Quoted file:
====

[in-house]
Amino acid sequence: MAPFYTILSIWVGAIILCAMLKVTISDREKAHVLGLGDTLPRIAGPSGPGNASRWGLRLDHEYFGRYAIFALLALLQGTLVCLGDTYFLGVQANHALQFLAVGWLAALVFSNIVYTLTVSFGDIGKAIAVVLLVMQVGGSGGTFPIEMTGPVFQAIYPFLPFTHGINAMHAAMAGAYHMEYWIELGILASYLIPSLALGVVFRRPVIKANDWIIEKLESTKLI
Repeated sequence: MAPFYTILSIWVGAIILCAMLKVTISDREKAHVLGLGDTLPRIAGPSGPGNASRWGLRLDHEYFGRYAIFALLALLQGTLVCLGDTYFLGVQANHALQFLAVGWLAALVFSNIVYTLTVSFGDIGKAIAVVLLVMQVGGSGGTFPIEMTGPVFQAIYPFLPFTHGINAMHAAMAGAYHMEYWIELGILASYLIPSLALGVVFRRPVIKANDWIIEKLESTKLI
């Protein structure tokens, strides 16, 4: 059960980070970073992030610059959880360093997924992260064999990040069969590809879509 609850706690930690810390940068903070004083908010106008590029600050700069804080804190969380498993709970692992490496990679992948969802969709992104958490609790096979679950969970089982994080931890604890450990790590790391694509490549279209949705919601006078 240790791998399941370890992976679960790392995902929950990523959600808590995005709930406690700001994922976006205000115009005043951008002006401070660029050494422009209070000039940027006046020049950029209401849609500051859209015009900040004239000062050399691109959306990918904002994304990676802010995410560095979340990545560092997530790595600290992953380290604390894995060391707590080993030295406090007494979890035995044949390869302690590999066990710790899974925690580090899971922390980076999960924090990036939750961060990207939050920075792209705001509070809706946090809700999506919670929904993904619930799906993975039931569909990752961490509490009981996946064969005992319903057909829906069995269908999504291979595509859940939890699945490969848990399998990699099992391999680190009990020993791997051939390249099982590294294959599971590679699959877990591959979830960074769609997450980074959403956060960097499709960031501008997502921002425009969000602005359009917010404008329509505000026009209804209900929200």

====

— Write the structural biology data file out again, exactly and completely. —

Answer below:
[in-house]
Amino acid sequence: MAPFYTILSIWVGAIILCAMLKVTISDREKAHVLGLGDTLPRIAGPSGPGNASRWGLRLDHEYFGRYAIFALLALLQGTLVCLGDTYFLGVQANHALQFLAVGWLAALVFSNIVYTLTVSFGDIGKAIAVVLLVMQVGGSGGTFPIEMTGPVFQAIYPFLPFTHGINAMHAAMAGAYHMEYWIELGILASYLIPSLALGVVFRRPVIKANDWIIEKLESTKLI
Repeated sequence: MAPFYTILSIWVGAIILCAMLKVTISDREKAHVLGLGDTLPRIAGPSGPGNASRWGLRLDHEYFGRYAIFALLALLQGTLVCLGDTYFLGVQANHALQFLAVGWLAALVFSNIVYTLTVSFGDIGKAIAVVLLVMQVGGSGGTFPIEMTGPVFQAIYPFLPFTHGINAMHAAMAGAYHMEYWIELGILASYLIPSLALGVVFRRPVIKANDWIIEKLESTKLI
């Protein structure tokens, strides 16, 4: 059960980070970073992030610059959880360093997924992260064999990040069969590809879509 609850706690930690810390940068903070004083908010106008590029600050700069804080804190969380498993709970692992490496990679992948969802969709992104958490609790096979679950969970089982994080931890604890450990790590790391694509490549279209949705919601006078 240790791998399941370890992976679960790392995902929950990523959600808590995005709930406690700001994922976006205000115009005043951008002006401070660029050494422009209070000039940027006046020049950029209401849609500051859209015009900040004239000062050399691109959306990918904002994304990676802010995410560095979340990545560092997530790595600290992953380290604390894995060391707590080993030295406090007494979890035995044949390869302690590999066990710790899974925690580090899971922390980076999960924090990036939750961060990207939050920075792209705001509070809706946090809700999506919670929904993904619930799906993975039931569909990752961490509490009981996946064969005992319903057909829906069995269908999504291979595509859940939890699945490969848990399998990699099992391999680190009990020993791997051939390249099982590294294959599971590679699959877990591959979830960074769609997450980074959403956060960097499709960031501008997502921002425009969000602005359009917010404008329509505000026009209804209900929200």